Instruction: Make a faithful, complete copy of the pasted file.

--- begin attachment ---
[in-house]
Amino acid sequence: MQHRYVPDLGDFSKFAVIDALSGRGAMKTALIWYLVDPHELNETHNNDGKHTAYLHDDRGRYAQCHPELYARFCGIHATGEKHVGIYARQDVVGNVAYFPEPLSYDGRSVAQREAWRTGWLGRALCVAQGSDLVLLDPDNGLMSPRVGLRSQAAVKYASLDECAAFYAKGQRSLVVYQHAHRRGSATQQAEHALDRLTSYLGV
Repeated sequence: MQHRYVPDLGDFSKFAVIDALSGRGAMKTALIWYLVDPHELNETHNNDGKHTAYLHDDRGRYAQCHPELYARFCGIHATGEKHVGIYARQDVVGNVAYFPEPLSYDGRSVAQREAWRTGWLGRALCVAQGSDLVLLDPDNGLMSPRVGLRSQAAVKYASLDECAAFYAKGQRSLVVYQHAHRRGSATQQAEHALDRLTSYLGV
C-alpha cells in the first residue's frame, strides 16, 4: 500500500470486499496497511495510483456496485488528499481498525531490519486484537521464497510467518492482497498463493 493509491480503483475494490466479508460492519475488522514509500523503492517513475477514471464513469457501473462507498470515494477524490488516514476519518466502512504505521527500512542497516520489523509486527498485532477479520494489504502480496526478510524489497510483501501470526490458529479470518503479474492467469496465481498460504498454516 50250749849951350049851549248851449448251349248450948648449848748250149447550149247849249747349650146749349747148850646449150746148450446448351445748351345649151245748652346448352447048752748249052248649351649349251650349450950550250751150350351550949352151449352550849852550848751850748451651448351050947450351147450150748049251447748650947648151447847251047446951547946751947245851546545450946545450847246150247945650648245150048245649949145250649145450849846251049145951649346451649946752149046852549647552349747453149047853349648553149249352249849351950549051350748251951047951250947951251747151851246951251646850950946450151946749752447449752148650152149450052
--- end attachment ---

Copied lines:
[in-house]
Amino acid sequence: MQHRYVPDLGDFSKFAVIDALSGRGAMKTALIWYLVDPHELNETHNNDGKHTAYLHDDRGRYAQCHPELYARFCGIHATGEKHVGIYARQDVVGNVAYFPEPLSYDGRSVAQREAWRTGWLGRALCVAQGSDLVLLDPDNGLMSPRVGLRSQAAVKYASLDECAAFYAKGQRSLVVYQHAHRRGSATQQAEHALDRLTSYLGV
Repeated sequence: MQHRYVPDLGDFSKFAVIDALSGRGAMKTALIWYLVDPHELNETHNNDGKHTAYLHDDRGRYAQCHPELYARFCGIHATGEKHVGIYARQDVVGNVAYFPEPLSYDGRSVAQREAWRTGWLGRALCVAQGSDLVLLDPDNGLMSPRVGLRSQAAVKYASLDECAAFYAKGQRSLVVYQHAHRRGSATQQAEHALDRLTSYLGV
C-alpha cells in the first residue's frame, strides 16, 4: 500500500470486499496497511495510483456496485488528499481498525531490519486484537521464497510467518492482497498463493 493509491480503483475494490466479508460492519475488522514509500523503492517513475477514471464513469457501473462507498470515494477524490488516514476519518466502512504505521527500512542497516520489523509486527498485532477479520494489504502480496526478510524489497510483501501470526490458529479470518503479474492467469496465481498460504498454516 50250749849951350049851549248851449448251349248450948648449848748250149447550149247849249747349650146749349747148850646449150746148450446448351445748351345649151245748652346448352447048752748249052248649351649349251650349450950550250751150350351550949352151449352550849852550848751850748451651448351050947450351147450150748049251447748650947648151447847251047446951547946751947245851546545450946545450847246150247945650648245150048245649949145250649145450849846251049145951649346451649946752149046852549647552349747453149047853349648553149249352249849351950549051350748251951047951250947951251747151851246951251646850950946450151946749752447449752148650152149450052